Darin Lovat hasn't had much time to work with the Cougars, but the team is noticeably larger this season

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PULLMAN — The guy most pivotal to Washington State’s football outlook this fall might not be Paul Wulff, the coach, or Marshall Lobbestael, a quarterback coming off knee surgery, or transfer running back James Montgomery.

Darin Lovat’s work station is around the building from the WSU football offices, but the assignment is no less important. Back here, Lovat sets tempo, builds torsos and uplifts psyches.

He’s WSU’s football head strength coach, and hardly anybody has stepped into a more gaping chasm than Lovat did a year ago.

You know it’s bad when, an hour before Stanford plays WSU last November, you look out at warmups and think Stanford brought the varsity and the Cougars the JVs.

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In his first year, Wulff was outspoken in stressing that WSU was grossly overmatched in size and strength. That was evidenced in the horrific scores the Cougars put up almost weekly in a 2-11 season.

It would be unfair to lay the deficit at the feet of the former strength coach, Rob Oviatt. There evolved some odd, entrenched institutional policies — like athletes not getting weighed regularly — that took hold. Oviatt, meanwhile, was spread among several sports, football included.

After a practice here Friday, running backs Dwight Tardy and Marcus Richmond said Oviatt might have trusted players too much.

“A lot of guys would slack,” Tardy said. ” ‘Oh, Coach O. isn’t watching me, so I’m going to go ahead and slack.’ “

Oviatt resigned a year ago for family reasons, and Wulff knew exactly where to turn for his football link to a reorganized strength-and-conditioning staff. Lovat, 34, had been at Boston College for a year, but before that, was Wulff’s strength guy at Eastern Washington.

“He was the big reason why we started winning championships at Eastern Washington,” Wulff says. “He got guys bigger, stronger and tougher.”

In January, Lovat met with a team that had given up 58 points or more six times, looked it in the eye and asked, “Do you think we’re where we need to be physically?” Nary a hand went up.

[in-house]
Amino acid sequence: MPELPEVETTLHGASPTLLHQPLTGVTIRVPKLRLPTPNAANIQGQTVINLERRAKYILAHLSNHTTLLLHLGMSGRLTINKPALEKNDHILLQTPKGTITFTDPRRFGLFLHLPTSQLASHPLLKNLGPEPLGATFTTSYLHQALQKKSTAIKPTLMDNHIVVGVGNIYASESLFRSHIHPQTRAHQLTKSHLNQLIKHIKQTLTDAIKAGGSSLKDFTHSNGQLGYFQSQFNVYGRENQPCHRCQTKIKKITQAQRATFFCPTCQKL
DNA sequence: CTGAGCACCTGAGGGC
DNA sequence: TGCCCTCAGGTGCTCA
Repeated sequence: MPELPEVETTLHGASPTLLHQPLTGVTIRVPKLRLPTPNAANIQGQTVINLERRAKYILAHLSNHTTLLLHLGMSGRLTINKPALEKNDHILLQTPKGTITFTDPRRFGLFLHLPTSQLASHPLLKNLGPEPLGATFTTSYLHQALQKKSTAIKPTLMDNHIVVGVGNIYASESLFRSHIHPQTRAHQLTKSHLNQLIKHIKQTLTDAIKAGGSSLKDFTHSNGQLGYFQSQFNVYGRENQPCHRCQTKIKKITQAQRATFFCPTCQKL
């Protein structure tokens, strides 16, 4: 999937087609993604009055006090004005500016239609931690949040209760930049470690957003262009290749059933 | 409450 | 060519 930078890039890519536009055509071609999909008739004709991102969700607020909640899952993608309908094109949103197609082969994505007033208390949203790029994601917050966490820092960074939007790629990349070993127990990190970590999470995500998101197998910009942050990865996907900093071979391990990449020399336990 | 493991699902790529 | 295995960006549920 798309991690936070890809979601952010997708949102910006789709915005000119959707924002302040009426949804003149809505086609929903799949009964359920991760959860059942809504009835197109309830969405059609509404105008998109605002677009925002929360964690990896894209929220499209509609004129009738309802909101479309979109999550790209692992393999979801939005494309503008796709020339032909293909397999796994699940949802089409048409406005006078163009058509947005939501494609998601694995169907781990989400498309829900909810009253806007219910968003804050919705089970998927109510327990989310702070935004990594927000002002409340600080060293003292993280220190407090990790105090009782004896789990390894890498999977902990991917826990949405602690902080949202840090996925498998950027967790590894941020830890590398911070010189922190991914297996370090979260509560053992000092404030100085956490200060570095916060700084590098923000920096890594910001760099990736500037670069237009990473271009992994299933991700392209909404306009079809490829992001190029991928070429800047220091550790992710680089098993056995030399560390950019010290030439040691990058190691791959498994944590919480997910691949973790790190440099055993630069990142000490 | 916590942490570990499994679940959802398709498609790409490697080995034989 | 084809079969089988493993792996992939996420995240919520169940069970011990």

Lovat had only a winter and a summer to work with them, in two chunks of eight weeks each. You can’t grow miracles, but it’s apparent the Cougars have made advances in strength and bulk.

“He cracked the whip and put mass on them,” says center Kenny Alfred. “When guys saw results, everybody loved him.”

Lovat is understated about it, saying, “We just need to keep plugging. We’re not where we need to be. We’ve made a lot of improvement.”

Wulff and Lovat like a regimen with a lot of Olympic lifts, things like power cleans and military presses, with an emphasis on development of the core. Plus, in accord with the rigors of football, dynamic resistance. Linemen might have to hustle 100-pound sandbags from one station to another.

Some of that was done every summer weekday at the stark hour of 5:45 a.m., when people like Tardy, Richmond, Brandon Jones and Andy Mattingly met the bell regularly. Every 90 minutes, a new wave of players arrived.

“If you want to be a leader, you want to be in that 5:45 group,” Tardy said. “It set the tone for the rest of the day. It kind of gave you prestige.”

One thing they noticed: Lovat always seemed to know, down to the rep, when they were carrying out their assignment. He doesn’t have the screaming gene inherited by a lot of strength coaches, but he’s happy to get in your face if the effort lapses.

Lovat, nephew of one-time Seahawks offensive-line coach Tom Lovat, sets the bar high. Part of his protocol asks for occasional maximum lifts.

And when a Cougar comes up short?

“It’s shame,” Tardy said. “You feel it if you fail him. It’s depressing. It’s touching. It’s emotional.”

So the Cougars have begun to make a connection in the weight room. Next stop: the football field.

Bud Withers: 206-464-8281 or bwithers@seattletimes.com

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